Compatibilism and The Doctrine of Hell

Rob Bell's new book comes out tomorrow.

The book has stirred up a lot of controversy and has triggered a series of responses from the body of Christ's Reformed, white blood cells.  I don't want to read the book and don't want to get caught up in the back and forth, illusion-of-progress evangelical battle tides.

But I have found myself thinking a lot about hell today.

And one of the things I find myself doing is a practice I call "compatibilism."

Now, I'm sure that I'm using the word wrongly.  Philosophy majors and grammar buffs will wince when I talk about "doing compatibilism," but I don't know how else to describe this practice.


A few years ago I encountered Henri Blocher's Evil and the Cross and Don Carson's How Long, O Lord?.  These two books deeply helped shape my theology, particularly my thinking about evil.

In both books, Blocher and Carson assert as truth what the Bible actually says and resist with violence attempts to use a razor to synthesize and harmonize.  They find the Bible filled with tension and mystery when it comes to evil, like thin smoke filling a room.

Carson wields the term "compatibilism" to describe his efforts, drawing on an essay from JI Packer's Evangelism and the Sovereignty of God

Compatibilism is akin to putting the puzzle pieces on the table, believing that they fit together without alteration, even if you cannot see it yet.


Assertions that I can't yet reconcile swirl through my head.

"The last revealed chapter of the biblical story shows a large crowd worshipping God.  The emphasis falls on the size and diversity of the crowd.  Tears are wiped away."

"God designed hell for the fallen angels, not for humans, but hell won't be populated by angels alone."

"God promises justice, vengeance."

"Jesus drank to the bottom the cup of the wrath of God, finished and, in one sense, took our place in hell without remaining there for all eternity."

"God did not send his Son into the world to condemn the world, but to save the world through him."

"Depart from me.  I never knew you."

And so on ...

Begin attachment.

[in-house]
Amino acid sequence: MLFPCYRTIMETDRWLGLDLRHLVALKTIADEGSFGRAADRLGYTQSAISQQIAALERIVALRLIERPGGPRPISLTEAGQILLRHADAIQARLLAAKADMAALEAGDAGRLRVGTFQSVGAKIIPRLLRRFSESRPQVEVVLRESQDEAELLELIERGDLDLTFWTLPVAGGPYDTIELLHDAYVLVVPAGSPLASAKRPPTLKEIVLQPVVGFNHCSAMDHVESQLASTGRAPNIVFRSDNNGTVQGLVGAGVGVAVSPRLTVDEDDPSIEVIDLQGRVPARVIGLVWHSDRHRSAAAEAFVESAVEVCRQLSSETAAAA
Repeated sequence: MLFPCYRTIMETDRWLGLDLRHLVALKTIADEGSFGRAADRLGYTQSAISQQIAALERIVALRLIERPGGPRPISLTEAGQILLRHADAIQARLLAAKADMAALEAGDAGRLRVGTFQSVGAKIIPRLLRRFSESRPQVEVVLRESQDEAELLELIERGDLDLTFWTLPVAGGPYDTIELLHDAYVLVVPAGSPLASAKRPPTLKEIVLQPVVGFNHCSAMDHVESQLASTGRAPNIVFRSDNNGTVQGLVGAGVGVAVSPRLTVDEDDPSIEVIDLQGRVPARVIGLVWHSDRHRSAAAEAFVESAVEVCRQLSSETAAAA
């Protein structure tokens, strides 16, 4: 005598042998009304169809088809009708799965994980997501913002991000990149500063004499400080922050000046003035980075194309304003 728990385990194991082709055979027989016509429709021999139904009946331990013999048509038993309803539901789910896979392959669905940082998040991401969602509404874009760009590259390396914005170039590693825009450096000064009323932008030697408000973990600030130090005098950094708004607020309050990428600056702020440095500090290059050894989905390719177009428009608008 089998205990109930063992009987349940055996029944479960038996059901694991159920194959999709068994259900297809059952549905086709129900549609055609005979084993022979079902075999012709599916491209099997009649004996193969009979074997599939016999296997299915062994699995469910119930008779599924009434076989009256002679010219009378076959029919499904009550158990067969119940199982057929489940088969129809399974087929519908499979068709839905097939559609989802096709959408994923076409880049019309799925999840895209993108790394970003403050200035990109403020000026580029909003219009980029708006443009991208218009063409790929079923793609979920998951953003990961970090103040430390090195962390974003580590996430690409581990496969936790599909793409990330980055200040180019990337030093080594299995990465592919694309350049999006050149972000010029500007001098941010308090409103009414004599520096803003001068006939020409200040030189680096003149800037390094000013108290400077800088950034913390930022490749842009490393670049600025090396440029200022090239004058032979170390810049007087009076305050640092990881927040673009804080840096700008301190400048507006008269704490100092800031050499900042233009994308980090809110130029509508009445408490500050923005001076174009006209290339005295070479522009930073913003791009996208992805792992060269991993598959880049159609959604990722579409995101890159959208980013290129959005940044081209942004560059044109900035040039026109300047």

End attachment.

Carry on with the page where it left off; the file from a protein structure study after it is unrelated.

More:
My challenge is to try to fit these assertions together without clipping them, without ignoring the ones I find inconvenient or confusing.  To do so would dishonor God's word and lead me the wrong way around the circle.


On the one hand, people say "God is loving, merciful and compassionate and he's all-powerful, so everyone must end up in heaven in the end."

On the other hand, people say "The formula for solving your hell problem: negative be plus or minus the square root of Romans 3:23 squared minus Romans 6:23 and all that divided by Romans 10:9."

What happens to God's justice?  What happens to God's love?

What happens to God's real person, revealed in Christ?

Our attempts to systematize and synthesize reveal something beautiful about our humanity.  We are created in the image of the One who knows and orders the universe.  We are created in his image, but we are not him.

We see through a glass, darkly, now.

We need theologians with the courage both to honestly own their limited capacity to see how it all fits together and still to assert with confidence the things they know to be true.


What would change if we said "I don't know how it all fits, but I do know ... "?


  1. Steve -

    Great thoughts, as always. I appreciate you sharing.

    Did you see the interview with Rob Bell last night? He made an interesting comment, the essence of which I'd already encountered through some other friends much smarter than I am.

    He essentially said that we need to learn how to live with unresolved biblical tensions. Our western mindset tries to process everything through the either/or binary when the Hebrew worldview doesn't necessarily do that.

    Example - in Revelation, there is "the new Jerusalem", the city of God where he dwells with his redeemed people in the new creation (which is bigger than the city, apparently).

    There are also people outside the city (result of judgment). And the city gates? They stay open.

    Meaning what, exactly? I have no idea but I think I need to be okay with that.

  2. I missed the Rob Bell thing last night. Do you know if it's posted online somewhere?

    Appealing to people to live with unresolved biblical tension sounds like a great idea. But how do you get people to agree on which tensions are unresolved?

    As for the Hebrew worldview not having a binary process, that's for someone better read than us to comment on.

    All I can say is that the Pharisees and the breathing-murderous-threats Saul seemed to be pretty binary. :)

  3. Very true. And certainly the whole clean/unclean dichotomy seems pretty clear. =)

    Your second paragraph hits the nail on the head and I for one don't think I have the wisdom or energy needed to try to work that out.

    I think you can find the link to the interview at